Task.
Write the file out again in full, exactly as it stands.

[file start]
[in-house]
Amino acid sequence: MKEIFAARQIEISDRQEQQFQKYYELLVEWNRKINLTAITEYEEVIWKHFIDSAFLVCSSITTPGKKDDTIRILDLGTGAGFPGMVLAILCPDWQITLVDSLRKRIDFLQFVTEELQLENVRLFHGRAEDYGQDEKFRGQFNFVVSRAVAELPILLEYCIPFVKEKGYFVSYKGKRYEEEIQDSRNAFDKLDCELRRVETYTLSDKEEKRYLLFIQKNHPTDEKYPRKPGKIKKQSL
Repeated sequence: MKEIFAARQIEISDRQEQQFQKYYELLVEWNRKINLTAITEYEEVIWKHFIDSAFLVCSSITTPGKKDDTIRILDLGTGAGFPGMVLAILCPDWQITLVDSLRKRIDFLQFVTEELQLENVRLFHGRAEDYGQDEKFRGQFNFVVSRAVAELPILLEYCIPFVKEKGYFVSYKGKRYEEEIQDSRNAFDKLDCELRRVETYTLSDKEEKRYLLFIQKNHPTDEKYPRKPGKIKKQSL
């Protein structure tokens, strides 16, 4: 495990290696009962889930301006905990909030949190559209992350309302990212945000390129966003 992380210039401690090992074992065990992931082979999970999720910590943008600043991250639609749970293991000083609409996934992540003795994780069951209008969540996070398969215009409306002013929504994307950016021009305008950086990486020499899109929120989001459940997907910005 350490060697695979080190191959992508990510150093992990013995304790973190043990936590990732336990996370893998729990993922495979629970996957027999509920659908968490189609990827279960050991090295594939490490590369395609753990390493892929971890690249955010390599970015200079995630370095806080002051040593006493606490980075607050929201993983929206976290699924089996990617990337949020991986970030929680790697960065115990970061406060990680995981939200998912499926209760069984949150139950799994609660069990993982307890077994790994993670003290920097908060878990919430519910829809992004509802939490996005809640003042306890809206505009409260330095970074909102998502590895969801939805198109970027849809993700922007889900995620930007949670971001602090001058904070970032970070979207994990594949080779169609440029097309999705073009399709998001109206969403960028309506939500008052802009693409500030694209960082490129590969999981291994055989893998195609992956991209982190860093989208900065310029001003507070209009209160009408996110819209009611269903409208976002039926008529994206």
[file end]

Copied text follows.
[in-house]
Amino acid sequence: MKEIFAARQIEISDRQEQQFQKYYELLVEWNRKINLTAITEYEEVIWKHFIDSAFLVCSSITTPGKKDDTIRILDLGTGAGFPGMVLAILCPDWQITLVDSLRKRIDFLQFVTEELQLENVRLFHGRAEDYGQDEKFRGQFNFVVSRAVAELPILLEYCIPFVKEKGYFVSYKGKRYEEEIQDSRNAFDKLDCELRRVETYTLSDKEEKRYLLFIQKNHPTDEKYPRKPGKIKKQSL
Repeated sequence: MKEIFAARQIEISDRQEQQFQKYYELLVEWNRKINLTAITEYEEVIWKHFIDSAFLVCSSITTPGKKDDTIRILDLGTGAGFPGMVLAILCPDWQITLVDSLRKRIDFLQFVTEELQLENVRLFHGRAEDYGQDEKFRGQFNFVVSRAVAELPILLEYCIPFVKEKGYFVSYKGKRYEEEIQDSRNAFDKLDCELRRVETYTLSDKEEKRYLLFIQKNHPTDEKYPRKPGKIKKQSL
């Protein structure tokens, strides 16, 4: 495990290696009962889930301006905990909030949190559209992350309302990212945000390129966003 992380210039401690090992074992065990992931082979999970999720910590943008600043991250639609749970293991000083609409996934992540003795994780069951209008969540996070398969215009409306002013929504994307950016021009305008950086990486020499899109929120989001459940997907910005 350490060697695979080190191959992508990510150093992990013995304790973190043990936590990732336990996370893998729990993922495979629970996957027999509920659908968490189609990827279960050991090295594939490490590369395609753990390493892929971890690249955010390599970015200079995630370095806080002051040593006493606490980075607050929201993983929206976290699924089996990617990337949020991986970030929680790697960065115990970061406060990680995981939200998912499926209760069984949150139950799994609660069990993982307890077994790994993670003290920097908060878990919430519910829809992004509802939490996005809640003042306890809206505009409260330095970074909102998502590895969801939805198109970027849809993700922007889900995620930007949670971001602090001058904070970032970070979207994990594949080779169609440029097309999705073009399709998001109206969403960028309506939500008052802009693409500030694209960082490129590969999981291994055989893998195609992956991209982190860093989208900065310029001003507070209009209160009408996110819209009611269903409208976002039926008529994206």